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Contact: Connie Watson 512-943-1663 (office) 512-844-3542 (cell) FOR IMMEDIATE RELEASE

JUVENILE SERVICES RECEIVES GRANT FROM MUSTANG HERITAGE FOUNDATION
February 20, 2013 (Williamson County, TX) -- Williamson County Juvenile Services (WCJS) has received a grant for $12,500 from the Mustang Heritage Foundation. This partnership will provide a collaborative framework of creative programs to draw attention to the plight of the American Mustang while promoting emotional and behavioral change in the juveniles participating in a variety of grant activities. WCJS will use these funds to design and implement three different day camp settings that will utilize experiential activities, creative art activities and basic instructional methods with at-risk youth, ages 10 to 17, within the Williamson County juvenile justice system. These day camps will be used to educate the participants regarding the plight of the American Mustang and the roles played by the Bureau of Land Management (BLM) and the Mustang Heritage Foundation (MHF) to address the current issues facing these horses. Parallels also will be made between the horses and the juveniles, specifically the concept of transforming a liability (unmanaged mustangs and juveniles with offenses) into an asset by utilizing a program designed to build skills and further develop strengths. Patti Colbert, Mustang Heritage Foundation executive director, states, ‚The connection between previously wild horses and challenged youth brings out the best in both of them.‛ Two day camps will take place at Colbert Ranch in Bertram, Texas, and a one day camp will take place in the secure detention yard at the Juvenile Justice Center located in Georgetown, Texas. These camps will include educational sessions covering basic Mustang knowledge, several art projects using varied art media, and a horse trainer presentation by individuals who have actually trained wild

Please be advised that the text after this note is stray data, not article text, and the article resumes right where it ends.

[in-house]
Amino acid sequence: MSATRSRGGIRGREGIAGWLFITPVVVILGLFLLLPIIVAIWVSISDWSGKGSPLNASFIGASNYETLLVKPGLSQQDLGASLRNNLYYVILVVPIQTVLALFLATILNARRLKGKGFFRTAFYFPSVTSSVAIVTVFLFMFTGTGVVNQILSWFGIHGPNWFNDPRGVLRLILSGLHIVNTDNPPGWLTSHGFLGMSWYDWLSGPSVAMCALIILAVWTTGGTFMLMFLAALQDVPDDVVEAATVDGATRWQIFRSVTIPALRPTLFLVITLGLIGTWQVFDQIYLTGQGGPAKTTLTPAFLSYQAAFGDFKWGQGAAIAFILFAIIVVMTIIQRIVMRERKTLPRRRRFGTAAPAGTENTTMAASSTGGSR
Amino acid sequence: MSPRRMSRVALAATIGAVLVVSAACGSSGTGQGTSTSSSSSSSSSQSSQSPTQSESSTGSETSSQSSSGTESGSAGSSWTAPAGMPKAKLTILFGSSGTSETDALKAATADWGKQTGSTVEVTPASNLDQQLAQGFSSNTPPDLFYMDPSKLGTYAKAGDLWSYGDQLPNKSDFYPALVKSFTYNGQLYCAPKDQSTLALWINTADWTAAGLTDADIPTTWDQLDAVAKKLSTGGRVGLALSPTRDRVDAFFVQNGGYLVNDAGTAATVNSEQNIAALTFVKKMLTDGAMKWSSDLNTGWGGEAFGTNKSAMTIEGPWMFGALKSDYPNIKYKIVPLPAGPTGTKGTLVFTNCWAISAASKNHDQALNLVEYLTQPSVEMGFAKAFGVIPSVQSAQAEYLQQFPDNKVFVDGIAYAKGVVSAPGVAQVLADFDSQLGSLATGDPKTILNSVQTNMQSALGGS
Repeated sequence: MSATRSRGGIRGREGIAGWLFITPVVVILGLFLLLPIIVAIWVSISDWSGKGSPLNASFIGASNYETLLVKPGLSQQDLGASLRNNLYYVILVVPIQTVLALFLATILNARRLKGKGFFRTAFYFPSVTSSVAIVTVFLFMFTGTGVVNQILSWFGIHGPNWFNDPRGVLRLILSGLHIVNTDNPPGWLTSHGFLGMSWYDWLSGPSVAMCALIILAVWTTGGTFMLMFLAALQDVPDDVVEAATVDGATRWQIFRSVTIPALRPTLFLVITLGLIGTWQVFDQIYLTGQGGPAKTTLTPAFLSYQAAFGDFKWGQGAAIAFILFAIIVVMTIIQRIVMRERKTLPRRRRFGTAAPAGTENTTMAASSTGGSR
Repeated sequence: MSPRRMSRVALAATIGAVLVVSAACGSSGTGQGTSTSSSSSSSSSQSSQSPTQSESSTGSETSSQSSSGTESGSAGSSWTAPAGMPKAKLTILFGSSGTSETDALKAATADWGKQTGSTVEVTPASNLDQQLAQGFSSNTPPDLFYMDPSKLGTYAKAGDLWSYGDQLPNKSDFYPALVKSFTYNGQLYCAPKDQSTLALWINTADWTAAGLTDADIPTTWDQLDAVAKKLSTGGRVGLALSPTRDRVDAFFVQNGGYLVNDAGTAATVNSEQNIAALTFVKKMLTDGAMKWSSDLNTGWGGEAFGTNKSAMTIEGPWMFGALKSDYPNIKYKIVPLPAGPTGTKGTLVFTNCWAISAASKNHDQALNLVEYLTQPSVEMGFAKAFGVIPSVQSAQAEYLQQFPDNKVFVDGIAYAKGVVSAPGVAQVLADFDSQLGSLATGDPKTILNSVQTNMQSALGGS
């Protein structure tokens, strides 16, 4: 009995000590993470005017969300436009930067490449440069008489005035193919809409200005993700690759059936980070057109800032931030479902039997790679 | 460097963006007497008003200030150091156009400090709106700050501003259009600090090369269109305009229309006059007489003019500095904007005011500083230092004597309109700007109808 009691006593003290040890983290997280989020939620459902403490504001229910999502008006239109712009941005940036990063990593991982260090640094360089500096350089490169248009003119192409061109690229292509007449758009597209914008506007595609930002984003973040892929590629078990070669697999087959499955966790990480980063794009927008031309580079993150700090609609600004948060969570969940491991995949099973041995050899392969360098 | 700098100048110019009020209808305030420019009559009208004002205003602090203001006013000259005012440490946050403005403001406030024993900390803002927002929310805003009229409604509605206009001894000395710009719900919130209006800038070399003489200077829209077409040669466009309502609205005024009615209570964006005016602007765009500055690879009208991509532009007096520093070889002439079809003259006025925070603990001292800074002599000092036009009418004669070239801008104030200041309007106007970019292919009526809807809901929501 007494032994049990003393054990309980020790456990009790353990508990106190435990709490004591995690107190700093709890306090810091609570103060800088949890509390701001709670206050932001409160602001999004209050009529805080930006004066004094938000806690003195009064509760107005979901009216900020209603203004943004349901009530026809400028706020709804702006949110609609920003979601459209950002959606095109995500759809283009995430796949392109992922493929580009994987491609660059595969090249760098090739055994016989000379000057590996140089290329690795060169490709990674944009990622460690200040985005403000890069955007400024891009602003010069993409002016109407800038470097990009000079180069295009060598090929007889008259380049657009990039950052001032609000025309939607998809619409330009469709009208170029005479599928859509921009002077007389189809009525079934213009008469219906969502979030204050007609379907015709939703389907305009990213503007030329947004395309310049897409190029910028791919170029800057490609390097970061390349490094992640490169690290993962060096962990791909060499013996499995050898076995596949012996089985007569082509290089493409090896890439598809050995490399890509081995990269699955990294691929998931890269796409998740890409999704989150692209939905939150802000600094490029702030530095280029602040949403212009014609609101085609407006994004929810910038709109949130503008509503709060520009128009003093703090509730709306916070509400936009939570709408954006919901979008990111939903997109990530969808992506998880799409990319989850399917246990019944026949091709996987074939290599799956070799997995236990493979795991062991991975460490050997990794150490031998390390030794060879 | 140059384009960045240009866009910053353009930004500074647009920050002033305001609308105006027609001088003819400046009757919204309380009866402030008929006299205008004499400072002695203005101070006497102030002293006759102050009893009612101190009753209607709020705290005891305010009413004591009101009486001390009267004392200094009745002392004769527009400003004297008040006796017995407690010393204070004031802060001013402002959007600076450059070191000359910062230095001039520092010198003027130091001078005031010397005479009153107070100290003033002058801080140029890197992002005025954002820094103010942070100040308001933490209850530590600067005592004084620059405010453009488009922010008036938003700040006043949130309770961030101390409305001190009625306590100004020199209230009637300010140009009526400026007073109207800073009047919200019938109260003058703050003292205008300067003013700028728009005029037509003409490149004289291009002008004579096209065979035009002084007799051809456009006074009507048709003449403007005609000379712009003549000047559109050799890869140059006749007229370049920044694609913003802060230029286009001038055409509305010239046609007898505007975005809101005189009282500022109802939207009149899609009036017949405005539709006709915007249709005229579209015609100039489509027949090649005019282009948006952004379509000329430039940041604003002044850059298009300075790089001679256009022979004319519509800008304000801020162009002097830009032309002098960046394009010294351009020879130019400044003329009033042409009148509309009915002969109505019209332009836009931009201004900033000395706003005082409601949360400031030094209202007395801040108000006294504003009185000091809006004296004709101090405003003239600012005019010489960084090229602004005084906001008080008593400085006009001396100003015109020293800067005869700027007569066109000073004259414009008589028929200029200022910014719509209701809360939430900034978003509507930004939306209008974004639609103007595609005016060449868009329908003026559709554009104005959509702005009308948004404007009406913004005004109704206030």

Mustangs. The Bertram day camp also will include outside activities centered on familiarizing the participants with horses. Working with non-Mustang horses will require patience, trust, empathy, self-awareness, personal responsibility and self-confidence from the juveniles who are participating. Through structured activities with the horses, the juveniles will have the opportunity to develop a better understanding of themselves and how their attitude and emotion impacts others. ‚Horses are like mirrors,‛ stated Marla Burns, adventure therapist, LPC-S. ‚In essence, they allow a person to see their own emotional reflection. They reflect what’s going on in the juvenile who is working with them.‛ Horses have an innate sensitivity to the emotions of others, and they provide almost instant feedback regarding those emotions. This will, in turn, require an immediate adjustment from the juveniles to address the issues blocking progress with their horse if they want to be successful. This can translate into a better understanding of what healthy relationships with other human beings should look like. This grant partnership will allow all entities to build strengths collaboratively and address issues that share some common threads. Just as the Bureau of Land Management (BLM) and the Mustang Heritage Foundation (MHF) work to protect the Mustang through increased adoptions while preserving the public lands, Williamson County Juvenile Services works to preserve the juvenile and their opportunities for a positive future while protecting the safety of the area communities. ‚This innovative and creative enrichment program parallels juvenile services vision statement ‘Making a difference in our community, creating opportunities for positive change through hope, empowerment prevention and accountability’,‛ states Scott Matthew, executive director of Williamson County Juvenile Services.

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